Dealing with Foundation Problems

by Joy Lanzaro
dealing with foundation problems

When it comes to home improvements, sometimes what appears to be faulty workmanship is actually the result of underlying foundation problems. Photo: Engineered Soil Repairs, Inc. ©2019

Recently, I spoke to a homeowner who hired a contractor to demolish and re-build a chimney, as well as repair cracks to stucco and drywall. That contractor abandoned the job. The homeowner then hired a Diamond Certified company to patch cracks in the stucco and reinstall the mantel, which the homeowner had removed from around the fireplace.

What went wrong?
When the incoming contractor remounted the fireplace mantel, it looked crooked. The contractor explained that the problem wasn’t the mantel—the house was uneven. This explanation was not received well.

Guess who was right?
Later, the homeowner acknowledged that he had to replace his chimney and repair cracks in his stucco because of foundation problems. His house was leaning. He had some foundation work done to raise a section of the home. However, with regard to the mantel, the homeowner hadn’t drawn a link between house crookedness and how unhappy he might be after the contractor reinstalled his old mantel. In the end, they agreed to disagree.

Here’s another example. The other day, I received a complaint from a homeowner who claimed that the cabinets a Diamond Certified company installed were crooked. He said he knew this because he has exposed beams and the cabinets looked crooked when compared to the beams. Also, he claimed the ends of the cabinets were unequal distances from the ceiling. The homeowner demanded that the contractor take down the installation and reinstall the cabinets. The homeowner was still unhappy and demanded that the contractor take down the cabinets and reinstall them a third time. The contractor refused and suggested that maybe the home was crooked. The homeowner refused to accept this excuse. At the end of the installation, the homeowner was left with a very low opinion of the contractor and held on to this opinion for 10 years and counting.

Why do houses settle? Sometimes it’s the construction, sometimes it’s the underlying soil and sometimes it’s the materials. Too much weight on the floor (like very large appliances close to a grand piano) may overload the underlying floor joists and cause cracks or gaps in walls or between horizontal surfaces like countertops.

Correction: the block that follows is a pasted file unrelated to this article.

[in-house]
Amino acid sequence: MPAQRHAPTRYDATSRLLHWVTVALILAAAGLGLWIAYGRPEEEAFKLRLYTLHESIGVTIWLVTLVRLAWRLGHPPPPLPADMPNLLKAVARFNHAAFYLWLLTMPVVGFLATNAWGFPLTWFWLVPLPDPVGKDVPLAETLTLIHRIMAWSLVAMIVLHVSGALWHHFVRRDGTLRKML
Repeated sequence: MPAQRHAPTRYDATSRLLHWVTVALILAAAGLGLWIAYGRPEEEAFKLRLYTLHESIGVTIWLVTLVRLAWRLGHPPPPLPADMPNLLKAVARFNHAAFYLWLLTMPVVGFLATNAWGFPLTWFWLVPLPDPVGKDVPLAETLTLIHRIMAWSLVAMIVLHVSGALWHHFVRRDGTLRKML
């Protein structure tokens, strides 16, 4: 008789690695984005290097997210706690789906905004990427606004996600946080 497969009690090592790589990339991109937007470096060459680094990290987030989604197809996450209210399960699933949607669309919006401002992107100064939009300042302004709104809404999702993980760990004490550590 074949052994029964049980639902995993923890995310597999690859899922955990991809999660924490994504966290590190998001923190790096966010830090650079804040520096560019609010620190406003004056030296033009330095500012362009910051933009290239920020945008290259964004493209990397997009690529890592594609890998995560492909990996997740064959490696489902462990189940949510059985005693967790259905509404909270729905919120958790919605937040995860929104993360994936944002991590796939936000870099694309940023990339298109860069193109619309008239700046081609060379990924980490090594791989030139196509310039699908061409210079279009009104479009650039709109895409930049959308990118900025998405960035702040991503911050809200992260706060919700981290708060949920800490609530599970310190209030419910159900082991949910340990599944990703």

Contractors: Educate your clients about home settlement before you undertake jobs that might be adversely impacted by foundation problems. To illustrate, you can point to other clues around the structure. Even if this conversation causes clients to rethink their priorities, you’ve earned their respect and perhaps gained a lot of future work and referrals over the next 10 years. This is better than the alternative. If you wait until after the installation to explain why the cabinets look crooked, your attempt to educate might be viewed as excuse-making, and by that time, the homeowner has already demanded a redo or partial refund.

Homeowners: Before you sink a lot of money into marble countertops, ceramic tile or new doors, you should check for warning signs of foundation damage. Foundation damage may cause future cracks, gaps or out-of-plumb doors that lead to an unsatisfactory outcome with your investment.

How to spot the warning signs of foundation damage

    • Doors that stick or don’t fit the door jamb
    • Cracked windows or windows that became more difficult to open over time
    • Uneven floors or staircases
    • Cracks within floor tile, gaps between wooden floor planks or gaps between the ceiling and crown molding
    • Large, horizontal cracks in the foundation
    • Cracks at a 45-degree angle from doors and windows
    • Large cracks in the exterior brick, concrete or stucco
    • Gaps above kitchen cabinets or between countertops and walls

If you spot any of the above issues, consider hiring a structural engineer in addition to a home inspector.

Normal house settlement can cause vertical hairline cracks. If the crack is wider than a quarter-inch or radiates at a 45-degree angle from a door or window, you may want to consult with a home inspector or structural engineer. As a general rule, if you can stick a nickel in the crack, you should get your foundation inspected. And contractors, if you suspect you’re working inside a crooked home and the final installation may be unsatisfactory, it’s best to educate the homeowner beforehand.